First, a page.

Chronic knee pain is notoriously difficult to treat successfully. Persons with these problems often become discouraged as they shuttle from specialist to specialist, from rheumatologist to orthopedic surgeon to physical therapist to acupuncturist and back again. Lack of progress and improvement becomes understandable when one considers that typical evaluation and treatment are directed at the symptoms. But with chronic knee pain, and many other pain syndromes, actual benefits may be obtained by addressing underlying biomechanical problems.
Faulty biomechanics are at the root of many ongoing knee problems. Of course, various other diseases and orthopedic conditions may cause the same type of chronic pain. The most likely of these possibilities need to be considered and ruled out before a diagnosis of biomechanical knee pain is established. Osteochondritis dissecans, a torn meniscus, and synovial effusion are all frequently encountered in persons over age 40 with chronic knee pain. Rheumatoid arthritis, lupus, and ankylosing spondylitis are a few rheumatologic conditions which may result in sporadic or chronic knee pain.1
When these medical entities have been eliminated as possibilities, a biomechanical causation becomes probable. How does a person develop “faulty biomechanics”? In fact, most of us have never received effective instruction in how to use our bodies. We stand and sit in all kinds of unsound postures, slouching and slumping and generally giving in to every available force of gravity. We stand with all our body weight on one leg, neck and shoulder muscles gripped tightly and abdominal muscles sagging and protruding. When we sit we slump down, stressing the lower back with poorly tolerated mechanical forces, or sit for hours with legs crossed, stressing the lower back, hips, and knees.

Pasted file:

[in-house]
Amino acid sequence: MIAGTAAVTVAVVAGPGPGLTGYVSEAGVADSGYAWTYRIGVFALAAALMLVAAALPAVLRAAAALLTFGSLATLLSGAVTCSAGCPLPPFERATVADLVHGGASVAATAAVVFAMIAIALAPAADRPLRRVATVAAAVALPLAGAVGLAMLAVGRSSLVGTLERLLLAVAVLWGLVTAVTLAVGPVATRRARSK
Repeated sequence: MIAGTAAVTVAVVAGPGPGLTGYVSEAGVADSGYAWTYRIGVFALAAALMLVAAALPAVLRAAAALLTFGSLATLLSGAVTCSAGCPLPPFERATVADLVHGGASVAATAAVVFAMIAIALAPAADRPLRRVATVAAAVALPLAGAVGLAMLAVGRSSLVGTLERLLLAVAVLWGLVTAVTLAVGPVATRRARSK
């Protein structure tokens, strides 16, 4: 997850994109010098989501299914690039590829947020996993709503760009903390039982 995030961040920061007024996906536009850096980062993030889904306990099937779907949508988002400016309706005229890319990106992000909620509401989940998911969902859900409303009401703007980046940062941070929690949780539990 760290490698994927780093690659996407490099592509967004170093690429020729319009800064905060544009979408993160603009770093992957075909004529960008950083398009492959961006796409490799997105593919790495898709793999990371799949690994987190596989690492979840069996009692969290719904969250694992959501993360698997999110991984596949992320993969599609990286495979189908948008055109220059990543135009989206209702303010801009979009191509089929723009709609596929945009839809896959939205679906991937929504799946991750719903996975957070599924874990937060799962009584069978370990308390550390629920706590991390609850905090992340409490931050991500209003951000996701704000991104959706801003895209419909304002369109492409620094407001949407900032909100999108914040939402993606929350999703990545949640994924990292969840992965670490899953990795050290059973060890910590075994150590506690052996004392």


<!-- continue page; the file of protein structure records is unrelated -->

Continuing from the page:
Over the course of a lifetime, our bodies have continually tried to adapt to a range of inefficient and stressful postures and habits. But eventually no more adaptation is possible.2As a result joints, muscles, ligaments, and tendons break down and fail. We experience this failure as pain. And once this type of pain has started, it is not going to go away unless the underlying causes are corrected. Specifically, the person’s biomechanics need to be restored closer to normal.
Correction of posture takes time and can only be accomplished gradually. The key is to learn what to do, learn how to do it, and to be working on posture every day.3 The most important thing is to begin. Three basic biomechanical corrections are as follows: (1) When standing, be sure to have your weight over the balls of your feet and to have your weight evenly distributed on both legs. (2) Activate your deep abdominal muscles by visualizing an “inner lift”. (3) Have straight lines of force running down your legs (rather than lines of force crossing at your knee, creating torsion and tension). Visualize “straight energy” flowing from your hip sockets, straight down through the center of your knees, straight down to your feet, between your first and second toes.
Visualizing and implementing these three biomechanical corrections on a daily basis represents the first series of steps toward improving knee mechanics and reducing chronic knee pain.
1Yusuf E, et al: Do knee abnormalities visualised on MRI explain knee pain in knee osteoarthritis? A systematic review. Ann Rheum Dis 70(1):60-67, 2011
2Suri P, et al: Low back pain and other musculoskeletal pain comorbidities in individuals with symptomatic osteoarthritis of the knee: data from the osteoarthritis initiative. Arthritis Care Res (Hoboken) 62(12):1715-1723, 2010
3Bennell KL, Hinman RS: A review of the clinical evidence for exercise in osteoarthritis of the hip and knee. J Sci Med Sport 14(1):4-9, 2011